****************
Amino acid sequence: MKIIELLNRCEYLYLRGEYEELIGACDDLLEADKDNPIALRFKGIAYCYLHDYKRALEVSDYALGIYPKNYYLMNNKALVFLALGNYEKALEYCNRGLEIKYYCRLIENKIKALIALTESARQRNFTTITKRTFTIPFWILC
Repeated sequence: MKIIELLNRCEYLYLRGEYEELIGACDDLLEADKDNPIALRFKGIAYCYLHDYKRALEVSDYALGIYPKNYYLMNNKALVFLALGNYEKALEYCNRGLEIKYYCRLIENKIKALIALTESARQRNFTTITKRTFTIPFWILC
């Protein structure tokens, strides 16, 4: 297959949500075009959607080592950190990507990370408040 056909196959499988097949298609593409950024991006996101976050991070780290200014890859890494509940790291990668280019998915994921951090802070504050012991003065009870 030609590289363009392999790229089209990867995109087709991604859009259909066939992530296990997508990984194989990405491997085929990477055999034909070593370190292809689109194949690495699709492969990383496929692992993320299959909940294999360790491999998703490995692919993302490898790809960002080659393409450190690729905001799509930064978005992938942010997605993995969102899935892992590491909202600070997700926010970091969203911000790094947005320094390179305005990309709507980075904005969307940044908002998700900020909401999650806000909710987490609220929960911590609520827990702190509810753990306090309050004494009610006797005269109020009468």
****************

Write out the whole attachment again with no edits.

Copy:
Amino acid sequence: MKIIELLNRCEYLYLRGEYEELIGACDDLLEADKDNPIALRFKGIAYCYLHDYKRALEVSDYALGIYPKNYYLMNNKALVFLALGNYEKALEYCNRGLEIKYYCRLIENKIKALIALTESARQRNFTTITKRTFTIPFWILC
Repeated sequence: MKIIELLNRCEYLYLRGEYEELIGACDDLLEADKDNPIALRFKGIAYCYLHDYKRALEVSDYALGIYPKNYYLMNNKALVFLALGNYEKALEYCNRGLEIKYYCRLIENKIKALIALTESARQRNFTTITKRTFTIPFWILC
């Protein structure tokens, strides 16, 4: 297959949500075009959607080592950190990507990370408040 056909196959499988097949298609593409950024991006996101976050991070780290200014890859890494509940790291990668280019998915994921951090802070504050012991003065009870 030609590289363009392999790229089209990867995109087709991604859009259909066939992530296990997508990984194989990405491997085929990477055999034909070593370190292809689109194949690495699709492969990383496929692992993320299959909940294999360790491999998703490995692919993302490898790809960002080659393409450190690729905001799509930064978005992938942010997605993995969102899935892992590491909202600070997700926010970091969203911000790094947005320094390179305005990309709507980075904005969307940044908002998700900020909401999650806000909710987490609220929960911590609520827990702190509810753990306090309050004494009610006797005269109020009468």